To ban books, when we live in a fully accessible of all things age, and television is the ultimate visual access along with the internet, is not the positive or efficient move here. Young adults, and kids do not read enough. Theres a problem with the coming of  age generations and it’s got a lot to do with the lost art of imagination.

I grew up in a television watching home. No one in my home read or encouraged reading. I had no bookish friends who provoked me either. I never stepped foot into a library other than in school, when the entire class had to go for a picture session. Or when in 5th grade, our group skipped school together like idiots in a large group, got caught and we were forced to sit in the library and write a 500 words essay.

Ok, I laugh because only me! I was secretly excited about writing the 500 word essay. I wrote it in my best cursive, filled the pages and I believe, I went further than the 500 words. My friends lovingly made fun of me for that. (Imagine if I read more…I would have probably discovered my love as a writer and believed in it more at an earlier period in my life than much much later…like…recently.)

I look at my 14 year old niece who is a booknerd who helped introduce me to YA (young adult literature) which now I am obsessed with reading with no more shame. I see how just two years ago, she was awakened to books and reading. I’ve seen how it’s molded her creatively in many different creative outlets.

Reading something with inappropriate language or scenes doesnt course her towards emulating them…why? My sister and bro-in law are AMAZING parents who communicate with their kids. Their kids are their best friends and vise versa. I have never witnessed such an amazing family unit. I tell them all the time, how right they got it with these two. (14 yr old niece and 11 year old nephew). They watched television together, never off in their separate rooms. They don’t live like strangers in the same house. Samantha and her mom (Vanessa) talk about everything. Vanessa knows about her daughters fanfictions, and OTP’s, she knows about her daughters gaming love and Legend of Korra feels. They communicate and spend time together. Same goes with Nicky and his dad. They go outside & warm up for sports together, watch games on TV together. These kids are not any more ignorant to the craziness kids learn about in school but are diamond in the ruffs who have no desire or interest in exploring the craziness teens have now become accustomed to participating in.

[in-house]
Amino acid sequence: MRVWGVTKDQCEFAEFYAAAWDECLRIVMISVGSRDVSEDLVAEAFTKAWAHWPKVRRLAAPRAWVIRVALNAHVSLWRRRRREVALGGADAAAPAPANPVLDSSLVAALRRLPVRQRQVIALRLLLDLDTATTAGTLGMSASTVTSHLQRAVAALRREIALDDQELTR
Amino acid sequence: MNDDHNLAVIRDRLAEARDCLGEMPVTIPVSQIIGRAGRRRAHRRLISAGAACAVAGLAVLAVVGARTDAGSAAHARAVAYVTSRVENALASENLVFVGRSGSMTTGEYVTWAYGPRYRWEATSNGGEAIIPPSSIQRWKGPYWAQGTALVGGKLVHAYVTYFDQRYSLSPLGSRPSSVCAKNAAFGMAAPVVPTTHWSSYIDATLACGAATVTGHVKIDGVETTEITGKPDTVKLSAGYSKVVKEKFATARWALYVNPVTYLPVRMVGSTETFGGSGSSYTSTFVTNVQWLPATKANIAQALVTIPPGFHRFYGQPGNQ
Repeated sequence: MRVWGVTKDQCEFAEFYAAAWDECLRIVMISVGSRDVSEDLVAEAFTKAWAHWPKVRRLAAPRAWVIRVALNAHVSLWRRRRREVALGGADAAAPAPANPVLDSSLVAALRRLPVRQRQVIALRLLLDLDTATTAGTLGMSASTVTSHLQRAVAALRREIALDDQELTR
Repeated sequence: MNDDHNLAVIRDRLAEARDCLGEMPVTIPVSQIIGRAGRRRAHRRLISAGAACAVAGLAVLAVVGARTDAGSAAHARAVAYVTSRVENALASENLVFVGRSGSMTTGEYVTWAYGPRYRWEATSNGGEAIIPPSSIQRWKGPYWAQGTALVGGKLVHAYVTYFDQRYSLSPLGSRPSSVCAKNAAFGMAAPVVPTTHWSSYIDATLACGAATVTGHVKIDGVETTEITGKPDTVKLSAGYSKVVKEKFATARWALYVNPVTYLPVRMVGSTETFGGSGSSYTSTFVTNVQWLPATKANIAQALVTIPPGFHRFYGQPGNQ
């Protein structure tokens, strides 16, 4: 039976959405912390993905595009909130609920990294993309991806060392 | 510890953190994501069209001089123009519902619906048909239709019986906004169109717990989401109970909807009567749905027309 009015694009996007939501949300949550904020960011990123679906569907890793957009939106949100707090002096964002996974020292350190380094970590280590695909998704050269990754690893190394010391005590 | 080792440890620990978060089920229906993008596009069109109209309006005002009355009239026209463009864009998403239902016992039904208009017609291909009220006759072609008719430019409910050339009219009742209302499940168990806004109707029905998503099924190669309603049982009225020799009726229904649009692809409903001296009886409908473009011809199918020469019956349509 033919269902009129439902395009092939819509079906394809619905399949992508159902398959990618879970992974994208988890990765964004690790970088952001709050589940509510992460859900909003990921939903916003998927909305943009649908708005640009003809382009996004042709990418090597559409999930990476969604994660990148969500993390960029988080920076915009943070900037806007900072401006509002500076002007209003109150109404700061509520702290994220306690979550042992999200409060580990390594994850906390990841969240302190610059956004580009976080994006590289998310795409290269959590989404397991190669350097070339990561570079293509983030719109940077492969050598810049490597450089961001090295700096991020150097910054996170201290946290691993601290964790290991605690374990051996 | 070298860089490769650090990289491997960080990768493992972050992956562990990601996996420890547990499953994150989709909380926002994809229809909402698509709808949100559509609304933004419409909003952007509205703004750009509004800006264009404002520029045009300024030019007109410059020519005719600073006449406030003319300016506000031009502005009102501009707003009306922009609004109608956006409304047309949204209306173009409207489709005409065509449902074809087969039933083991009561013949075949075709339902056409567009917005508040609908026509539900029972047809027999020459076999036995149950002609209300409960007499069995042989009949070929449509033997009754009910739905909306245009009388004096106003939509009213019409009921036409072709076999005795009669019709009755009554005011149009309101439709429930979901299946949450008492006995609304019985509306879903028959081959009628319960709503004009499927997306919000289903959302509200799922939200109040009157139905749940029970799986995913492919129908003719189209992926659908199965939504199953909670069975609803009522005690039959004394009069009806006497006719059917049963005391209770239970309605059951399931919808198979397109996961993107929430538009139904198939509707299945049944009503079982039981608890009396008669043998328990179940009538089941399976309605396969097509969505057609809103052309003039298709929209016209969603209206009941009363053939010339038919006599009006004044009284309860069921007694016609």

This is where I agree with the girls from Epic Reads, and @OurReadingWorld who posted:

“Banning books is so not the solution. Communication is. 🙂 Books are the way to freedom and knowledge”

To ban a book in the entire county, so that others could not access it either, is not a victory. How far will it go then? I think of some of the books they mentioned that have been throughout history banned. Books, that now in 2013, seem ridiculous that they were banned. They’re common books or classics that are read in High School English classes now.